ORPC has concluded summer inspection and maintenance of its RivGen device, re-deployed it and resumed operations sending power to the Igiugig, Alaska, community grid. The project has achieved over 7 million revolutions of the marine hydrokinetic (MHK) turbine to produce power during its 10 months of operation, making the RivGen Power System the longest operating current energy converter in the United States.
During this initial period of operation, the RivGen device survived a mid-winter frazil ice occurrence, was subjected to mobile debris without observed negative effects, and had significant amount of ice flow over it from spring break up of Alaska's largest lake. Monitoring efforts indicated no negative effects to the environment or impedance to or direct interactions with adult sockeye salmon. Lessons learned from this first year of operations are being incorporated into the design of a second RivGen device being assembled for Igiugig. for further information see the IDTechEx report on Wave, Tidal and Hydro Power 1W-10MW 2018-2038.
"ORPC needed to prove the technology, and our village needed to prove that it didn't impact our fish resources, could survive our harsh environment, and be handled with equipment we have on hand," said Igiugig Village Council (IVC) President, AlexAnna Salmon. "Together, what we've achieved to date is remarkable and worth sharing. With the recent purchase of our battery energy storage system, we are looking at the potential to go diesels off in 2021."
IVC Vice President Karl Hill noted, "The valuable experience and training that our local workforce has gained through this project can't be understated. The Igiugig community now has the capabilities to deploy and retrieve the RivGen device with very little help from outside contractors. Our growing autonomy and skill set around operation and maintenance of the system make the project much more cost effective for us."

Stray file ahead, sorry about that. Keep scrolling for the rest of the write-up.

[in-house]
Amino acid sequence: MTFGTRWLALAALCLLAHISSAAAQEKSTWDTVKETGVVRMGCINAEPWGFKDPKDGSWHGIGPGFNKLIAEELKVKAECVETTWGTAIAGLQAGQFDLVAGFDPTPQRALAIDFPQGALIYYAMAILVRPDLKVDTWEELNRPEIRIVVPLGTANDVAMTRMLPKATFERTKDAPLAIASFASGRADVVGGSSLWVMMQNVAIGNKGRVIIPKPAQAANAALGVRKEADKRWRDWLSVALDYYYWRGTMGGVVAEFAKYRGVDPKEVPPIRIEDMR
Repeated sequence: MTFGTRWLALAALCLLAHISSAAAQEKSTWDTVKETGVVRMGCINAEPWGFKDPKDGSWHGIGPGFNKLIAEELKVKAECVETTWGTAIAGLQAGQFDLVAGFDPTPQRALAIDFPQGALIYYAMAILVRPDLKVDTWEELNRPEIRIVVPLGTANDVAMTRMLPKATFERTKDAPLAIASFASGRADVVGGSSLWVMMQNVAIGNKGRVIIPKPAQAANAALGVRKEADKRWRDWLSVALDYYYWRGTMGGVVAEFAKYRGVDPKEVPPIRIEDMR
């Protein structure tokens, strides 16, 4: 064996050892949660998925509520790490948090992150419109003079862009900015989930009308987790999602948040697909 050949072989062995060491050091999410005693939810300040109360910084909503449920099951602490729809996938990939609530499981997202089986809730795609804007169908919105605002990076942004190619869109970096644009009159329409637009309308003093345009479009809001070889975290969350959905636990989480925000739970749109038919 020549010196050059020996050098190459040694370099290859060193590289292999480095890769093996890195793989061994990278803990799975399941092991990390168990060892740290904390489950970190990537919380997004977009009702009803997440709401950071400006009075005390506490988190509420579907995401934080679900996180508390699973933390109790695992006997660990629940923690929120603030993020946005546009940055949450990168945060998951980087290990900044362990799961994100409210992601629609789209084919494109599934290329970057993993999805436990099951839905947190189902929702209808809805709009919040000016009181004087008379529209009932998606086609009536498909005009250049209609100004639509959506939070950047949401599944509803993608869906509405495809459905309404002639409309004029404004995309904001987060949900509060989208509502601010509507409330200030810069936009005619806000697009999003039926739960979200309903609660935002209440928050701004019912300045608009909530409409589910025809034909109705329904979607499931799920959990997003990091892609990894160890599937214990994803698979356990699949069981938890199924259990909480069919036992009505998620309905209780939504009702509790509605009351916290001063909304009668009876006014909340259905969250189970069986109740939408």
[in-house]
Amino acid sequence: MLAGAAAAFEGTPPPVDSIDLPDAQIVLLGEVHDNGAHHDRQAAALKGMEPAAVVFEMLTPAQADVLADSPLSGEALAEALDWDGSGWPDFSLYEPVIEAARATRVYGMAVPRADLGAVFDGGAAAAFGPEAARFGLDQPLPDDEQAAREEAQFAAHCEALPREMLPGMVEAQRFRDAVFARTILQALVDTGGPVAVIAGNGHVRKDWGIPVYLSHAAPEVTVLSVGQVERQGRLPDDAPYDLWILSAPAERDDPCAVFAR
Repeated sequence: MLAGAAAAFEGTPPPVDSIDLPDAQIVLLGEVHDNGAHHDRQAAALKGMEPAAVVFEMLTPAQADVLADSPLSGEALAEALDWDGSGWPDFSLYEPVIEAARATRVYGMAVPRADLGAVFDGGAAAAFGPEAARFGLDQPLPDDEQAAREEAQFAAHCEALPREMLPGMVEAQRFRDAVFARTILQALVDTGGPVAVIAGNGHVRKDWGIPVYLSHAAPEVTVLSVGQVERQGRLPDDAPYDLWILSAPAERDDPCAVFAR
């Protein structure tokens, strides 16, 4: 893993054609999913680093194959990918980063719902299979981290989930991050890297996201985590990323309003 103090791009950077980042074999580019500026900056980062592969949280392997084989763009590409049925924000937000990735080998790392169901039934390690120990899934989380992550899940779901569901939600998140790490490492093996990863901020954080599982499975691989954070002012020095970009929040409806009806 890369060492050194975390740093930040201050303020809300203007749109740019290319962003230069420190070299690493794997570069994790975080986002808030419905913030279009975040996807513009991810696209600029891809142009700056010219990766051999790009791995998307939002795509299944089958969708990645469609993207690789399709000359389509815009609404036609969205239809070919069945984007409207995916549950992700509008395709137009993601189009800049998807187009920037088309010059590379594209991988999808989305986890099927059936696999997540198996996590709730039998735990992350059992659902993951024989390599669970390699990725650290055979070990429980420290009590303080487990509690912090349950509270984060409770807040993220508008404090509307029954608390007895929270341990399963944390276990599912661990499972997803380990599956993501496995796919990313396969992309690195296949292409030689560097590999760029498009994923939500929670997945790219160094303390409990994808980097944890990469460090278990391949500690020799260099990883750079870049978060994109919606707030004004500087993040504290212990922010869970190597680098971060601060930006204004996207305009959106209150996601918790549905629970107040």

"The success of Igiugig's hydrokinetic turbine in the Kvichak River demonstrates MHK technology's promise to make significant contributions to the renewable energy mix," commented Renewable Energy Alaska Project Executive Director, Chris Rose.
"With the right support over the next five to ten years, MHK technology can rapidly grow to meet our renewable energy objectives providing power to over 100 million people and, in the process, create hundreds of thousands of new manufacturing, engineering, and marine industry jobs," said ORPC CEO Stuart Davies. "The last ten years were the decade of solar and wind. With the right incentives in place, the next ten years can be the decade of river and tidal energy, bringing with it manufacturing and marine energy jobs to communities across the country and creating a highly- predictable, baseload renewable energy source that will move the U.S. and the world closer to a 100- percent, renewable energy future."
The Igiugig-RivGen multi-year project is supported in part by funding to the Village of Igiugig from the US Department of Energy's Water Power Technology Office and Office of Indian Energy Policy and Programs, as well as private investment.
ORPC is a recognized industry leader in the development of underwater power systems for use in free flowing tidal and river sites and is active in North American, South American and European markets. In addition to operating a commercial river power project for the Village of Igiugig, Alaska, ORPC is also working with the communities of False Pass, Alaska, and Eastport, Maine, on smart microgrid projects utilizing tidal energy as a baseload resource.
Operating in three countries on two continents, ORPC aims to improve people's lives and their environment through sustainable energy solutions, and it is one of the few companies to have built, operated and delivered power to a utility grid from a tidal energy project (in Maine), and to a remote community grid from a river energy project (in Alaska).
Source and top image: ORPC